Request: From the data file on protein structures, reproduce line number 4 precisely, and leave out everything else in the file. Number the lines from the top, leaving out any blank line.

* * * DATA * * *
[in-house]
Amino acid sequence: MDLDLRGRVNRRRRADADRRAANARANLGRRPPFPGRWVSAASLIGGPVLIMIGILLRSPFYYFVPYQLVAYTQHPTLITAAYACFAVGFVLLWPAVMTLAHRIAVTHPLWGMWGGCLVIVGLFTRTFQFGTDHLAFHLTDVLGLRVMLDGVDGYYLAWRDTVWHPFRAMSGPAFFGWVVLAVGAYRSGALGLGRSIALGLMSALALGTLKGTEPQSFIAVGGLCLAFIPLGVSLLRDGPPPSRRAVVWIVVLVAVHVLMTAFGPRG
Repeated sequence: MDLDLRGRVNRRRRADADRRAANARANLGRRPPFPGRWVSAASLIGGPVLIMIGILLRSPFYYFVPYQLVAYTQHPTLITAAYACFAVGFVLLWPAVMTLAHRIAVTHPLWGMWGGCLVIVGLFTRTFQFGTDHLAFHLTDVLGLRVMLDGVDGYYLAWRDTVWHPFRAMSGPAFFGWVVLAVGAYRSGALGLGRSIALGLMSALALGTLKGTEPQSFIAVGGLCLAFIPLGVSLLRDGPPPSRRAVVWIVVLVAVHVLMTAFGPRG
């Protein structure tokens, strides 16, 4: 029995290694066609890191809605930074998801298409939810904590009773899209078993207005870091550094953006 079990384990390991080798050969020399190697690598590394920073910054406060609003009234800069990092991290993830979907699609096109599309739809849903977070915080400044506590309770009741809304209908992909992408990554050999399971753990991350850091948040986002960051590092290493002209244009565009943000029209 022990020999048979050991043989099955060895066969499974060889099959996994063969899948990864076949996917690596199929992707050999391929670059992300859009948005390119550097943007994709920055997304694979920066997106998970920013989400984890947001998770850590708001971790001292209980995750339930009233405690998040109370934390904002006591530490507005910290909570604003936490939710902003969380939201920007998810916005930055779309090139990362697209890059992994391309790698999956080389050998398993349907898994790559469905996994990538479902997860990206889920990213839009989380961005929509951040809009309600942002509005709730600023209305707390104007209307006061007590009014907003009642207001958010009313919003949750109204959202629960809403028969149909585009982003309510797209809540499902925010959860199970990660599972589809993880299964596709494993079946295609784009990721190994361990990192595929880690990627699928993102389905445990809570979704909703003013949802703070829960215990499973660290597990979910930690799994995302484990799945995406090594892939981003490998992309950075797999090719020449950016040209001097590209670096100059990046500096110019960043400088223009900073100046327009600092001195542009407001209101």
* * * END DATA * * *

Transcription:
């Protein structure tokens, strides 16, 4: 029995290694066609890191809605930074998801298409939810904590009773899209078993207005870091550094953006 079990384990390991080798050969020399190697690598590394920073910054406060609003009234800069990092991290993830979907699609096109599309739809849903977070915080400044506590309770009741809304209908992909992408990554050999399971753990991350850091948040986002960051590092290493002209244009565009943000029209 022990020999048979050991043989099955060895066969499974060889099959996994063969899948990864076949996917690596199929992707050999391929670059992300859009948005390119550097943007994709920055997304694979920066997106998970920013989400984890947001998770850590708001971790001292209980995750339930009233405690998040109370934390904002006591530490507005910290909570604003936490939710902003969380939201920007998810916005930055779309090139990362697209890059992994391309790698999956080389050998398993349907898994790559469905996994990538479902997860990206889920990213839009989380961005929509951040809009309600942002509005709730600023209305707390104007209307006061007590009014907003009642207001958010009313919003949750109204959202629960809403028969149909585009982003309510797209809540499902925010959860199970990660599972589809993880299964596709494993079946295609784009990721190994361990990192595929880690990627699928993102389905445990809570979704909703003013949802703070829960215990499973660290597990979910930690799994995302484990799945995406090594892939981003490998992309950075797999090719020449950016040209001097590209670096100059990046500096110019960043400088223009900073100046327009600092001195542009407001209101």